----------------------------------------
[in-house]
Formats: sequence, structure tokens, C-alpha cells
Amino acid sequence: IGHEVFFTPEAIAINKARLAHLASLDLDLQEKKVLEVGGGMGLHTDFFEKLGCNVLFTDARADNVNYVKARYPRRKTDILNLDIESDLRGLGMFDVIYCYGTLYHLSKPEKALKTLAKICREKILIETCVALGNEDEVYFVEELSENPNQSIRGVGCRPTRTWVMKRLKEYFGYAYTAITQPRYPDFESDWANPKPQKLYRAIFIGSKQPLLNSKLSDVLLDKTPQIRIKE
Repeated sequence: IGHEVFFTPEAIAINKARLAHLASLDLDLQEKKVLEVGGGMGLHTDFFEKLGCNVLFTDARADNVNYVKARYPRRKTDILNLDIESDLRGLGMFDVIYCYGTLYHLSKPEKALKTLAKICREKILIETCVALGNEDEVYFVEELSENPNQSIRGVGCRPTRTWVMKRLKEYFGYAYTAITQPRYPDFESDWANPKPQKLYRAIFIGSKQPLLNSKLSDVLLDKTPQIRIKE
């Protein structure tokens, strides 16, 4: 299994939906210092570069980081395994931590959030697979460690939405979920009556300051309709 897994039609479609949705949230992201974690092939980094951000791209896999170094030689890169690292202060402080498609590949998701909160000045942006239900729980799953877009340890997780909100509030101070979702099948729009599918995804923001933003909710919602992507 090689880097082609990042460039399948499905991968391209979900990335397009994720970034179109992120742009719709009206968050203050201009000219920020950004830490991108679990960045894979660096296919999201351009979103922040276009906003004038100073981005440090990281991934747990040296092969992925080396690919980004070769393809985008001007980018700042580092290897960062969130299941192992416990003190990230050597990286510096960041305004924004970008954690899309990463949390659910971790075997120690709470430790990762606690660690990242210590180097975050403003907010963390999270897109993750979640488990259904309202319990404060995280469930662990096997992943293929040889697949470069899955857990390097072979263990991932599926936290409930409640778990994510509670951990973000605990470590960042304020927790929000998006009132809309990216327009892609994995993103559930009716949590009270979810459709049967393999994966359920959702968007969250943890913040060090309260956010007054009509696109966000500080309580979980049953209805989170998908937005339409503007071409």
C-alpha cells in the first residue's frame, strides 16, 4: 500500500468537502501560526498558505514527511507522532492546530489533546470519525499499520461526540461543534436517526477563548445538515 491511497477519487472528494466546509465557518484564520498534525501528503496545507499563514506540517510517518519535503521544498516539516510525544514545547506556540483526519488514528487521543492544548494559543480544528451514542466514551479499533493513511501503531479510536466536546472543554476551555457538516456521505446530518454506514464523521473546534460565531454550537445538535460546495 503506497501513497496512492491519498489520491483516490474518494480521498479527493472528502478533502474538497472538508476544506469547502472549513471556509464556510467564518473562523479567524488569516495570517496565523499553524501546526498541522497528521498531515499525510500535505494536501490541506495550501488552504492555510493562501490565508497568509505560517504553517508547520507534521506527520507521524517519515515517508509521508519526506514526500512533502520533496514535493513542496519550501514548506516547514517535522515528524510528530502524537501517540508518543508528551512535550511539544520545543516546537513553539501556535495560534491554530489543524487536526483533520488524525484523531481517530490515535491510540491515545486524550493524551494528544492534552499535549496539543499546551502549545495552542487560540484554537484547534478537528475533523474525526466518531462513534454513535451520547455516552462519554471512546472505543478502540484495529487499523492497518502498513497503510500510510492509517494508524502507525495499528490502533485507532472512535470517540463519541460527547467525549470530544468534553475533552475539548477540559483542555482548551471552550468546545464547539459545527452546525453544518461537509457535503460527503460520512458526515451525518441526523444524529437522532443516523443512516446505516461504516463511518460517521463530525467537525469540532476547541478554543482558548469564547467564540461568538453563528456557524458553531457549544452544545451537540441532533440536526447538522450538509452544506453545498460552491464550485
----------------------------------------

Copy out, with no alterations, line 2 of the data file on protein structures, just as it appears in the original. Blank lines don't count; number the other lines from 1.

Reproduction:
Formats: sequence, structure tokens, C-alpha cells